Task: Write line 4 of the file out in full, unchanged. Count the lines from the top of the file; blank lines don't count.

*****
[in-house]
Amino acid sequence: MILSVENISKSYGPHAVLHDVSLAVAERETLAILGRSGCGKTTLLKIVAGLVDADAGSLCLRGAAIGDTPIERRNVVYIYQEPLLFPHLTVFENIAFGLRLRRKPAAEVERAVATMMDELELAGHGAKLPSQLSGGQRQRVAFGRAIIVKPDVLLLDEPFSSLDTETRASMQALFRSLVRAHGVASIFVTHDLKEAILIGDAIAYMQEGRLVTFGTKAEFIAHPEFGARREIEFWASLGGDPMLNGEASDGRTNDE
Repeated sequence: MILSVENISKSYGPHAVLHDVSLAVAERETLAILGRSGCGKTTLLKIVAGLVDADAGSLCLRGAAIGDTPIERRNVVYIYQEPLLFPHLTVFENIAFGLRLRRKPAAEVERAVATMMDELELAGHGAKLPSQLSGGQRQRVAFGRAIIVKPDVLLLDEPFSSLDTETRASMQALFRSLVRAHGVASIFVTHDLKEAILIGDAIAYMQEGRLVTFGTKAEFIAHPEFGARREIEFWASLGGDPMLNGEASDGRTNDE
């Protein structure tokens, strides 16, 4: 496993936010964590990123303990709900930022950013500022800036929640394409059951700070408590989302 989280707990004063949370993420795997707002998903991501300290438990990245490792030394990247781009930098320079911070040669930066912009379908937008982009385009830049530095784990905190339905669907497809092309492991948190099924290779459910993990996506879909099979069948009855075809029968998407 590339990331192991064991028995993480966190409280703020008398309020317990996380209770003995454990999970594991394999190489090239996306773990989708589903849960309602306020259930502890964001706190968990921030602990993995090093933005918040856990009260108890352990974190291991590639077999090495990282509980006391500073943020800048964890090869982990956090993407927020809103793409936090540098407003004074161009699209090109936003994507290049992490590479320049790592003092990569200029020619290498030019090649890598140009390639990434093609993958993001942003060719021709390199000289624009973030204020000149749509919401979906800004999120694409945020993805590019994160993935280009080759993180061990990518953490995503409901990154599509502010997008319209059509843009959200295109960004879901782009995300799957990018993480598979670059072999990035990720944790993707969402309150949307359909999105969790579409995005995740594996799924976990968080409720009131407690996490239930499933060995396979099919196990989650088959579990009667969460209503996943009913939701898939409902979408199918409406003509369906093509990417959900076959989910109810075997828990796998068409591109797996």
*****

């Protein structure tokens, strides 16, 4: 496993936010964590990123303990709900930022950013500022800036929640394409059951700070408590989302 989280707990004063949370993420795997707002998903991501300290438990990245490792030394990247781009930098320079911070040669930066912009379908937008982009385009830049530095784990905190339905669907497809092309492991948190099924290779459910993990996506879909099979069948009855075809029968998407 590339990331192991064991028995993480966190409280703020008398309020317990996380209770003995454990999970594991394999190489090239996306773990989708589903849960309602306020259930502890964001706190968990921030602990993995090093933005918040856990009260108890352990974190291991590639077999090495990282509980006391500073943020800048964890090869982990956090993407927020809103793409936090540098407003004074161009699209090109936003994507290049992490590479320049790592003092990569200029020619290498030019090649890598140009390639990434093609993958993001942003060719021709390199000289624009973030204020000149749509919401979906800004999120694409945020993805590019994160993935280009080759993180061990990518953490995503409901990154599509502010997008319209059509843009959200295109960004879901782009995300799957990018993480598979670059072999990035990720944790993707969402309150949307359909999105969790579409995005995740594996799924976990968080409720009131407690996490239930499933060995396979099919196990989650088959579990009667969460209503996943009913939701898939409902979408199918409406003509369906093509990417959900076959989910109810075997828990796998068409591109797996």